Miss Ewing's Growth and
From the book Our Miss Ella
By Bette Wiley, page 197
"..Annie wrote that Ben returned from Rainbow one day and told her of the comical exchange he and Mr. Rainbeau had enjoyed when he inquired about Ella's present height. Ben said he didn't know what made him say it, that it had just popped out that Miss Ella was growing faster than his own cornfield and sometimes they almost couldn't tell if it was Ella's joints cracking or the corn growing....Her joints creaked and her knees and shoulders creaked with every move she made, and not without its painful reminder to her that it was she who was making the growing sounds, and not the corn in the field."
1872 Birth Weight: 7.5 Lbs
1879 Age 7: Started to Grow
1884 Age 12: 5'6" Taller than her Mother
1886 Age 14: 6'2" Same height as her Father
1888 Age 16: Nearly 7' Tall
1890 Age 18: 7'8"
1894 Age 22: 8'4"
From the American Medical Association Encyclopedia of Medicine
Excessive growth (especially height) resulting from overproduction, during childhood or adolescence, of growth hormone by a tumor of the pituitary gland. Untreated, the tumor eventually destroys the pituitary gland and results in death during early adult life. If the tumor develops after growth has stopped, the result is acromegaly rather than gigantism.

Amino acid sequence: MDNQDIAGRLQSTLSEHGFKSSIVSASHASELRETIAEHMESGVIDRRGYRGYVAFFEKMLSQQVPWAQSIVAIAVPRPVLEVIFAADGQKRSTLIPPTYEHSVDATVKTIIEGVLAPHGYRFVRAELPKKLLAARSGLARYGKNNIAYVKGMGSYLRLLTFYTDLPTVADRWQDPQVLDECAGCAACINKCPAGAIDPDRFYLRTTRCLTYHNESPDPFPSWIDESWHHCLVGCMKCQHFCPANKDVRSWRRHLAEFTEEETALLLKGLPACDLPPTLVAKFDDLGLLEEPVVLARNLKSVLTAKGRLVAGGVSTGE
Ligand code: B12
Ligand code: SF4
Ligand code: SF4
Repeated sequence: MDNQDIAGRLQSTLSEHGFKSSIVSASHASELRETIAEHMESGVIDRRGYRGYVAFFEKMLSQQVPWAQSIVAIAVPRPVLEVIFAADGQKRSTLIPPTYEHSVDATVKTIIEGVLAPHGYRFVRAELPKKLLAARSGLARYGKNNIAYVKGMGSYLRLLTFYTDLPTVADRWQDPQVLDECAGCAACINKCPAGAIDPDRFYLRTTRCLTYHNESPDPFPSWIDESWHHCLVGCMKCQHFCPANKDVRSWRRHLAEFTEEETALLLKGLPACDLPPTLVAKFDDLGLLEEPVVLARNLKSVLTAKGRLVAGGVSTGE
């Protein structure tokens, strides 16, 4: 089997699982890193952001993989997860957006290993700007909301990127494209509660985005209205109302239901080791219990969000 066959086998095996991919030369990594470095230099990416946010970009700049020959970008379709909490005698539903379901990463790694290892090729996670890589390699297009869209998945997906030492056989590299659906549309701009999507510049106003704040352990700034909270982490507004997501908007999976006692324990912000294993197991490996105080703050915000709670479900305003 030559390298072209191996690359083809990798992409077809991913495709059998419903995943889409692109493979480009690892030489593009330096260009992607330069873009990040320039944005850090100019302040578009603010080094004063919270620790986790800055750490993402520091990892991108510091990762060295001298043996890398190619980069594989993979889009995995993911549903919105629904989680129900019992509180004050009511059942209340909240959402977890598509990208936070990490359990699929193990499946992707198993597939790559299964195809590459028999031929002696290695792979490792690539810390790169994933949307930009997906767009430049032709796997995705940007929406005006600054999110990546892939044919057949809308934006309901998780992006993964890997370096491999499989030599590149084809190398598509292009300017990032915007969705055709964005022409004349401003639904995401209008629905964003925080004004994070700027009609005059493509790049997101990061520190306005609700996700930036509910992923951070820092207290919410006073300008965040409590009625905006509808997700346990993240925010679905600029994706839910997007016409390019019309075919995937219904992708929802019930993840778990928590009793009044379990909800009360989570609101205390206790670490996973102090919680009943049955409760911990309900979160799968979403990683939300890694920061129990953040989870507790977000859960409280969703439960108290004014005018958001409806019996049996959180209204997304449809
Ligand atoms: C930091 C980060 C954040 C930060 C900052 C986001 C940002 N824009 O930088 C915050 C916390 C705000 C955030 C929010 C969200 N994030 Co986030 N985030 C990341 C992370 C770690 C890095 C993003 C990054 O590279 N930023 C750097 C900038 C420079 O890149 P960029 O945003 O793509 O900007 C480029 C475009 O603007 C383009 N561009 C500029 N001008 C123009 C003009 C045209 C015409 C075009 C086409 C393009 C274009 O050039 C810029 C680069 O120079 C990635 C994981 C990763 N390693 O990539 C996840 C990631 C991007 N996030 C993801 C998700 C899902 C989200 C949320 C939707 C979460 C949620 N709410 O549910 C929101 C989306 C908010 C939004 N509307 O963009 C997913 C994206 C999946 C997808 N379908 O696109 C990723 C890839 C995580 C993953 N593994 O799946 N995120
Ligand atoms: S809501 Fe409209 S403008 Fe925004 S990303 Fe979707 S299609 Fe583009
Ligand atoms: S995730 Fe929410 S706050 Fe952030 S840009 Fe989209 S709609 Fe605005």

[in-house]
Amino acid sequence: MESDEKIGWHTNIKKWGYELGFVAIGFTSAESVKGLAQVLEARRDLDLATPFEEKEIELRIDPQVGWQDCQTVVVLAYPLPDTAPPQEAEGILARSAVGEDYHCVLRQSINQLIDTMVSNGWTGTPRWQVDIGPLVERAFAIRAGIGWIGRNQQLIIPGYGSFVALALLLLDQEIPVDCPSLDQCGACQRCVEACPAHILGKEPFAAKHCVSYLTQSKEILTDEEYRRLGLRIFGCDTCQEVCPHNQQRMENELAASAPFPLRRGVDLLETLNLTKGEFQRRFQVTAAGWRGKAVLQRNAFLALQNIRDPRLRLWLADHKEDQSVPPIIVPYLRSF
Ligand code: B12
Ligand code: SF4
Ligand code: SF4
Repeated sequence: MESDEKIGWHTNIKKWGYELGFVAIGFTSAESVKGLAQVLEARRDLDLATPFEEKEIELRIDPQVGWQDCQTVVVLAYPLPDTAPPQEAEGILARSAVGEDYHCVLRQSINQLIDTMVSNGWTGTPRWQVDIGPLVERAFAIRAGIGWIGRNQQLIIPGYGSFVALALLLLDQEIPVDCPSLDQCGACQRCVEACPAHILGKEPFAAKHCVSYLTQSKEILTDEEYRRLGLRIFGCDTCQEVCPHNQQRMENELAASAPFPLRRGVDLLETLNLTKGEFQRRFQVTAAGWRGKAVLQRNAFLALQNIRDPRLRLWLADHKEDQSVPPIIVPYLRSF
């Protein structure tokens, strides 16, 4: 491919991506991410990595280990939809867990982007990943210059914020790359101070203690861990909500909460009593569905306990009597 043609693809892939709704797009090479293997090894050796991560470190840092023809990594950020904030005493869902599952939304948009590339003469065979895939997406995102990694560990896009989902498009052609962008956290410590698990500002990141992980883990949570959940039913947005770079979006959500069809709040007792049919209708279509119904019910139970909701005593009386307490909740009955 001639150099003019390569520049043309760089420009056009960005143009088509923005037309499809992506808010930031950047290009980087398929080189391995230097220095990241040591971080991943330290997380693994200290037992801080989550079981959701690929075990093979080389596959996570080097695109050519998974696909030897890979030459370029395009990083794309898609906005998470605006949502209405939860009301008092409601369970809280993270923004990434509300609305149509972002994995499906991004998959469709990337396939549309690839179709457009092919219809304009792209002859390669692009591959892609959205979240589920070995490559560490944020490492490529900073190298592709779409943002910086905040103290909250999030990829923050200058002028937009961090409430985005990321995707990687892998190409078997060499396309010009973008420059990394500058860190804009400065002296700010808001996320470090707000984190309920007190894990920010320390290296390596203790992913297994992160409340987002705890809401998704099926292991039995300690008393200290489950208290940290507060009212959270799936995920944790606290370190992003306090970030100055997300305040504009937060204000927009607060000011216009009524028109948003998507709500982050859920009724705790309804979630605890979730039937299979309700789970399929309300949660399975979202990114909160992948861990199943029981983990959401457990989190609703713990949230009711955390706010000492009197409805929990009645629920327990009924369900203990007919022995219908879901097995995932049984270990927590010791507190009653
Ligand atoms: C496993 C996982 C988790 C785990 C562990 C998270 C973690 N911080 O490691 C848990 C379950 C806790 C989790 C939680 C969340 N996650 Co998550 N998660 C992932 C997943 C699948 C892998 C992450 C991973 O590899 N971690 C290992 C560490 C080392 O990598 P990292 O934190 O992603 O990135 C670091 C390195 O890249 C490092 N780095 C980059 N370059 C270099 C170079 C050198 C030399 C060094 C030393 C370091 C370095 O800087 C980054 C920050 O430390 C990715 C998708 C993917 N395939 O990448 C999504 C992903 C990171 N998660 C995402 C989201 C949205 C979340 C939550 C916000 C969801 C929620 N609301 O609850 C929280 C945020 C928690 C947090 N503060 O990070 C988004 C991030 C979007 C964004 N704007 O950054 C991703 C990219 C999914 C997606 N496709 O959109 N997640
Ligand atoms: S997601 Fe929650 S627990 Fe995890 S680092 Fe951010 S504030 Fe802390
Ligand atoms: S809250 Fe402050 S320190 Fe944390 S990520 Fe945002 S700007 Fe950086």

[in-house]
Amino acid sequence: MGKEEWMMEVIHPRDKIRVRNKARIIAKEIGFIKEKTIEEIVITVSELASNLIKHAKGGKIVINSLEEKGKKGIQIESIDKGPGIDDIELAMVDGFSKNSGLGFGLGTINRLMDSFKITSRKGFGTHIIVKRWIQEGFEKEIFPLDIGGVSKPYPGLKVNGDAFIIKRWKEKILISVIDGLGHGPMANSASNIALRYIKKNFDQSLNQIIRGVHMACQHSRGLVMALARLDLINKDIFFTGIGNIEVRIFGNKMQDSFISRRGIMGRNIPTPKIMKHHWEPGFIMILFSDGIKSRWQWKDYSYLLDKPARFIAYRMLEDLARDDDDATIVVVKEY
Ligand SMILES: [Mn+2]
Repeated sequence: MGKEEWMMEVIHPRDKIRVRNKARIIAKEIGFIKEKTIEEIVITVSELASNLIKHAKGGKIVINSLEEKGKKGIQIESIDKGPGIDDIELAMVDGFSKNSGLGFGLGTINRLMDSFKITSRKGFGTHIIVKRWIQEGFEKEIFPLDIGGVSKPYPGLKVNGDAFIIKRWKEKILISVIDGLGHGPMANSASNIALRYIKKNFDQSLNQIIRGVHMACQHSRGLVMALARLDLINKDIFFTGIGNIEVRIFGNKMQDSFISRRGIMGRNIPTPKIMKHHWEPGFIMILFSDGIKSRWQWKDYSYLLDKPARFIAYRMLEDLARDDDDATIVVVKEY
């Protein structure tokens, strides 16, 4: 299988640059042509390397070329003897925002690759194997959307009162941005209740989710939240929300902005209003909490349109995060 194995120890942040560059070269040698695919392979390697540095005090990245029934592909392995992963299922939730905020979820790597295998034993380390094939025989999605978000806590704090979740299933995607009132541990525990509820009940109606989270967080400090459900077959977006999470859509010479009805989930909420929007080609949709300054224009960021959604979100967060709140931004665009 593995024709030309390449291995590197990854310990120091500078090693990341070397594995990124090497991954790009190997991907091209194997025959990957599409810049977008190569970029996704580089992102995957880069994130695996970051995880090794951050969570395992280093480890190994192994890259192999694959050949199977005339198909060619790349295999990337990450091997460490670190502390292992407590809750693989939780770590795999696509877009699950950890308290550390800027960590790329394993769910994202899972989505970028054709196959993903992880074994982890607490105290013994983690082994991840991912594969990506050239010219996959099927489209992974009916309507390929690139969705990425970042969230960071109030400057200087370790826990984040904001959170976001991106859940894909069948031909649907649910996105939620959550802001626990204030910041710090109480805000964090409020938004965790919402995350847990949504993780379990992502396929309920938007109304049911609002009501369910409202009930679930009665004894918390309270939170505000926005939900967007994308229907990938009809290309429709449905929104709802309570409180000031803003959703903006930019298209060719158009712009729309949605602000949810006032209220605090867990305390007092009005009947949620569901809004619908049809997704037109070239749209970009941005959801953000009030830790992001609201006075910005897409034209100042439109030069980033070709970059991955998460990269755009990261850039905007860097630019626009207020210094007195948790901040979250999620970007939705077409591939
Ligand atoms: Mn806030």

Over secretion of growth hormone from early life can result in an individual attaining an immense height. The tallest documented giant in medical history, Robert Wadlow, reached a height of 8 feet 11 inches and a weight of 475 pounds before he died at age 22. Such instances are rare, however. By far the most common reason for a child being tall is that his or her parents are tall. Other rare causes of excessive height in childhood are Marfan's Syndrome and thyrotoxicosis.